Reuters newsagency carried the report, saying that with credit markets worldwide in turmoil, Toyota may be the first of a string of Japanese companies with high credit ratings to turn to state-backed loans prior to the closing of books for the Japanese business year at the end of March.
Credit default swaps on car makers in Asia and Europe are at steep discounts as investors worry about liquidity and short-term debt maturities at carmakers' financial services operations.
The financial ratings service, Moody's, implied ratings for Toyota and American Honda Finance Corp, based on credit default swaps, are both many notches lower than the agency's actual ratings for the two companies.
Wholly owned car-loan financing firm Toyota Financial Services has asked the state-backed Japan Bank for International Cooperation for a 200 billion yen (US$2.1 billion) loan to help cover rising credit costs in the United States, NHK said without citing sources.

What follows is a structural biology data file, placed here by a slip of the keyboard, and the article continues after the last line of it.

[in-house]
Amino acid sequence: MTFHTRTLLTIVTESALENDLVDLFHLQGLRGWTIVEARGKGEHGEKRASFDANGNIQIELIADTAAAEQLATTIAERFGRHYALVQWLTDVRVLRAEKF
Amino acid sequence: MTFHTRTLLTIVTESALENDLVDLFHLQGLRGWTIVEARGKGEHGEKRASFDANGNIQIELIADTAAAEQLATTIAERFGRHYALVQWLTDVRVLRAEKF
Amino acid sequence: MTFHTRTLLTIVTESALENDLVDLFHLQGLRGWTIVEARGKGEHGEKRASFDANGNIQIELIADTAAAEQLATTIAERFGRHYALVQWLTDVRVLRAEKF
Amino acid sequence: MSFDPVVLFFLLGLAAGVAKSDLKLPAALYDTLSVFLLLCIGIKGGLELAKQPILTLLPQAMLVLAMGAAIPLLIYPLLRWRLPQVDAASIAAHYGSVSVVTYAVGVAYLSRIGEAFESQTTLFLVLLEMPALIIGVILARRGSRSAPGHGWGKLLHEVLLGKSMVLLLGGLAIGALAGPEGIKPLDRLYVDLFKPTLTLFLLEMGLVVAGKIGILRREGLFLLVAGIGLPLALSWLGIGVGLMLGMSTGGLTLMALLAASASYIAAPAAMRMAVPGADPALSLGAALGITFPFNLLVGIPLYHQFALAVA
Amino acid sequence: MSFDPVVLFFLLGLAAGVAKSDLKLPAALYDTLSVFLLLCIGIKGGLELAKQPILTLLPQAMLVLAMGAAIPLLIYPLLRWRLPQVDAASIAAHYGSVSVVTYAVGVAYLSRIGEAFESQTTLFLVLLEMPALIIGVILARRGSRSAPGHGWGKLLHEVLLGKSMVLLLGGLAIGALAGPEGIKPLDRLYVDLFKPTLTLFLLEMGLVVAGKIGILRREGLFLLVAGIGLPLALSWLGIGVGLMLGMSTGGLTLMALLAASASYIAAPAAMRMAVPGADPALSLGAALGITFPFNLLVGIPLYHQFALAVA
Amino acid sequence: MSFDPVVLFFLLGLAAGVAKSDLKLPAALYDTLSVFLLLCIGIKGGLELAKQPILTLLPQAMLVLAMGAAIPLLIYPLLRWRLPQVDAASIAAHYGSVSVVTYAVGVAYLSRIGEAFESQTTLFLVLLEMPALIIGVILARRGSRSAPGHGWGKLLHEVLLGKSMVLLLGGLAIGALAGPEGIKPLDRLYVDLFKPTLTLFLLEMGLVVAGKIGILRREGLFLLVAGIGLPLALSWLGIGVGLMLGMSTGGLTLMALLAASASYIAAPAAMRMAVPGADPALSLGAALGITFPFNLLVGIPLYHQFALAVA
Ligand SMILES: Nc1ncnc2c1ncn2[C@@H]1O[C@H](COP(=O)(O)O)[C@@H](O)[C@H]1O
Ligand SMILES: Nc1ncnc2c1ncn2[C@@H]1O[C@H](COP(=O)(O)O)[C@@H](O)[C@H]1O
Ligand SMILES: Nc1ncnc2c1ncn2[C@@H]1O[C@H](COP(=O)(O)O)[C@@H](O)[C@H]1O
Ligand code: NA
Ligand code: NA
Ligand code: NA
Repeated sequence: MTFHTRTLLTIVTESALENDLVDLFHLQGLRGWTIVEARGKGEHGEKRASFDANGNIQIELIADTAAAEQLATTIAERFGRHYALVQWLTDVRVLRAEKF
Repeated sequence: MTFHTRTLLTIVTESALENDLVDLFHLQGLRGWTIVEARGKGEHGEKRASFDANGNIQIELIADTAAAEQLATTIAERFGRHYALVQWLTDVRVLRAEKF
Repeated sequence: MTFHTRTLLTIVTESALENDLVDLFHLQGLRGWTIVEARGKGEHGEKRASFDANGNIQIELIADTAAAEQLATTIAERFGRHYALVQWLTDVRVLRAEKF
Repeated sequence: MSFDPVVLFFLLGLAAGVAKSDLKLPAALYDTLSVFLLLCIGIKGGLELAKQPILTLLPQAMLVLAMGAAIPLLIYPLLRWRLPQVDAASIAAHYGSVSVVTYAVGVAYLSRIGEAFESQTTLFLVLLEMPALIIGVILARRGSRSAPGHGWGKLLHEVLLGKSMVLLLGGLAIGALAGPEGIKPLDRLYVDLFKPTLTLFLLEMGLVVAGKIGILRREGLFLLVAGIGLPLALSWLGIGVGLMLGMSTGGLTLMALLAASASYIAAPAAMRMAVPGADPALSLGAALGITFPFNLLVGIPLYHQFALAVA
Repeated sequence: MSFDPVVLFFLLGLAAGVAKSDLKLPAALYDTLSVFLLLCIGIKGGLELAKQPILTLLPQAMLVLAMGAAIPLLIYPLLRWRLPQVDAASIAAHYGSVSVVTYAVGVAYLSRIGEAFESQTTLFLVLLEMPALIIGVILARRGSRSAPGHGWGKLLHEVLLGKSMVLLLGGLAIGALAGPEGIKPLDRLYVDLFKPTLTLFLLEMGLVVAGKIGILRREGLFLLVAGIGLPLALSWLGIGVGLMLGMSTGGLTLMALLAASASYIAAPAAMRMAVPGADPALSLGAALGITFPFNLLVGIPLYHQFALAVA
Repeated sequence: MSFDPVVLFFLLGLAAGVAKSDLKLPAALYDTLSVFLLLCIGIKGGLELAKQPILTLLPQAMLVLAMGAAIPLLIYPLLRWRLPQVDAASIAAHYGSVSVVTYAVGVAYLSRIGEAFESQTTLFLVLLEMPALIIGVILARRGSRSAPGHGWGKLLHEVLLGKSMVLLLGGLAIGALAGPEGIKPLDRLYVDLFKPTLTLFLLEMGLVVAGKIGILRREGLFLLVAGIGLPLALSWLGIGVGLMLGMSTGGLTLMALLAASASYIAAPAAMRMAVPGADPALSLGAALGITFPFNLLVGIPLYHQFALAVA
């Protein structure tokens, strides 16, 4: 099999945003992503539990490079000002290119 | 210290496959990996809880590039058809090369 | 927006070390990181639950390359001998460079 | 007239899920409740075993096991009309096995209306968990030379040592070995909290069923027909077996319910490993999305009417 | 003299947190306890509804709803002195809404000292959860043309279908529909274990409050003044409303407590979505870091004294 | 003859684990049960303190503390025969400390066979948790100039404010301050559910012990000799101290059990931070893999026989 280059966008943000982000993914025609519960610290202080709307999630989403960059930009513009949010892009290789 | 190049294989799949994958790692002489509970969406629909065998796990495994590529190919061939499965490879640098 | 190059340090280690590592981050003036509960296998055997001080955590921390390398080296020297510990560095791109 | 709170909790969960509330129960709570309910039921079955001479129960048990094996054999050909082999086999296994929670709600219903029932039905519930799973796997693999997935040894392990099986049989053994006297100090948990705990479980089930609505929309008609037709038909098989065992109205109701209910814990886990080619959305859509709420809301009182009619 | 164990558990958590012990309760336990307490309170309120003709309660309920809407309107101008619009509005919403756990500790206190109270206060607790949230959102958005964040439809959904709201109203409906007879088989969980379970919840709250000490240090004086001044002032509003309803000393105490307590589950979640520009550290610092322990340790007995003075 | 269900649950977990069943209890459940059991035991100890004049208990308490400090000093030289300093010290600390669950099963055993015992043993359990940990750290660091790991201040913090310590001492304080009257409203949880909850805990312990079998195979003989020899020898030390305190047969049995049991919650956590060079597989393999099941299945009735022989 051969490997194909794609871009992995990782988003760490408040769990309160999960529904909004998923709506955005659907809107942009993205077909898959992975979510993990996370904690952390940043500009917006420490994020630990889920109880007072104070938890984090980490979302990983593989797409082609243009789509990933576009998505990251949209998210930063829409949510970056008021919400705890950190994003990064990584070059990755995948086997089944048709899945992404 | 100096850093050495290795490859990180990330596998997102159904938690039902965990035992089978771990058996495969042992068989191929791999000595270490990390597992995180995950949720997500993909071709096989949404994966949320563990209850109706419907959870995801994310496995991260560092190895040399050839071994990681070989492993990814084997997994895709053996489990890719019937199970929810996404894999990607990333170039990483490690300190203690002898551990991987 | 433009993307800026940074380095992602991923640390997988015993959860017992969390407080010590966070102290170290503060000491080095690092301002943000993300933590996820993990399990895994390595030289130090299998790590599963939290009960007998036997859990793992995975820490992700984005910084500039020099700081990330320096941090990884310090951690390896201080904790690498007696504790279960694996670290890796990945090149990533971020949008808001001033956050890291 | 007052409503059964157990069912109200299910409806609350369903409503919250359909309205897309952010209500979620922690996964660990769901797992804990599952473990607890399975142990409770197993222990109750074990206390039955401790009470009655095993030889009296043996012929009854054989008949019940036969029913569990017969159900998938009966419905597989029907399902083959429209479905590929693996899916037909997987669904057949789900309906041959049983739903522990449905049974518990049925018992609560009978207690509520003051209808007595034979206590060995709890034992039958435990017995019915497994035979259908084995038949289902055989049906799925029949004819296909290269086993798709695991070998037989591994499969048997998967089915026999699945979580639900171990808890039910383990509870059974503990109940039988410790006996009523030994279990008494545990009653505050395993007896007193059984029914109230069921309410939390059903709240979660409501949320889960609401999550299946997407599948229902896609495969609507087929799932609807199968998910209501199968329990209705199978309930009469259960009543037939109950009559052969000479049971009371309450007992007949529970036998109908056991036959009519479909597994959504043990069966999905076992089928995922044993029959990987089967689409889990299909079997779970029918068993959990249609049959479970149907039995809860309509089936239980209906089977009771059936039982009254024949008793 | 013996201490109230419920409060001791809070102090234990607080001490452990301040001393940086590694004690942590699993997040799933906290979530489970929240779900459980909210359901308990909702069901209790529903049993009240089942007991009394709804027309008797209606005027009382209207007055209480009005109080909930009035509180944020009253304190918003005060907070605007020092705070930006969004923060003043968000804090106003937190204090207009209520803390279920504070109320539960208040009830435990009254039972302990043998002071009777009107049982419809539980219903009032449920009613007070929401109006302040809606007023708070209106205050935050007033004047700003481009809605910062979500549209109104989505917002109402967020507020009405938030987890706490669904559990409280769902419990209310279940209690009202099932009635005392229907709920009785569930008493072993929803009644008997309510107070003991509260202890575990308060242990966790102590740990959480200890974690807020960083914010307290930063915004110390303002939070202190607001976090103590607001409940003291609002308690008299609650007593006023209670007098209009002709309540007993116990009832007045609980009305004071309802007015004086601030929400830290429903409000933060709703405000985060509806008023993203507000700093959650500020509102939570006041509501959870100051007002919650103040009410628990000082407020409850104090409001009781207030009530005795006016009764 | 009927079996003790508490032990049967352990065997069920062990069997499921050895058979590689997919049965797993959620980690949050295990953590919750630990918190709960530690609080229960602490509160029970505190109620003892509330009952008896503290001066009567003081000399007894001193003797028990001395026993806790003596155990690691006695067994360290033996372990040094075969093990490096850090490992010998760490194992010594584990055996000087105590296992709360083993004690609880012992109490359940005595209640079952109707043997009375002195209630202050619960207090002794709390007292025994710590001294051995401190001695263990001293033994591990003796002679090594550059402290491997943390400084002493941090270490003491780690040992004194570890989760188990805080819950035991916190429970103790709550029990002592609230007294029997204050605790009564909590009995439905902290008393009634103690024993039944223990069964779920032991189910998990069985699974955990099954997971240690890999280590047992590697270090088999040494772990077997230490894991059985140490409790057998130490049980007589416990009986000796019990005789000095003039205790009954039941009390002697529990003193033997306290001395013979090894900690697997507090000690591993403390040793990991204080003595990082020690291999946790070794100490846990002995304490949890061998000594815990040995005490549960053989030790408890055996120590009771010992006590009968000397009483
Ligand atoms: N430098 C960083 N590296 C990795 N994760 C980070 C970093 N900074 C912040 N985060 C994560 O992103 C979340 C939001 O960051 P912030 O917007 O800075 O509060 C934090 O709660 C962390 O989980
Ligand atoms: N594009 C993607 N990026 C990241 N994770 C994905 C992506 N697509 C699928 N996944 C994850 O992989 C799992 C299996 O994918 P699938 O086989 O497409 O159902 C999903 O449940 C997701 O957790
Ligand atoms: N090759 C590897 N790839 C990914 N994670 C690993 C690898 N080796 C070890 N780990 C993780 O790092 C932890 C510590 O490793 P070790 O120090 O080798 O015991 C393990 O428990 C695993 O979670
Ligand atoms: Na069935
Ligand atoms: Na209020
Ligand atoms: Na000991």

Toyota spokesmen said they were checking on the report.
Carmakers worldwide are reeling from a collapse in consumer demand since last year that has forced them to cut production and shed jobs.
Finance company GMAC, the main lender to struggling automaker General Motors Corporation has been hit by losses in its vehicle and mortgage units, but won a US$6 billion government bailout in December and the right to tap lower-cost funding.
Toyota faces an operating loss of 450 billion yen (about US$4.5-billion) for the year to March, as sales tumble in its biggest markets of Japan, North America and Europe.
Toyota Financial Services, with assets totalling 14.3 trillion yen (US$147 billion) as of the end of September, provides car leases around the world and home loans and asset management services in Japan.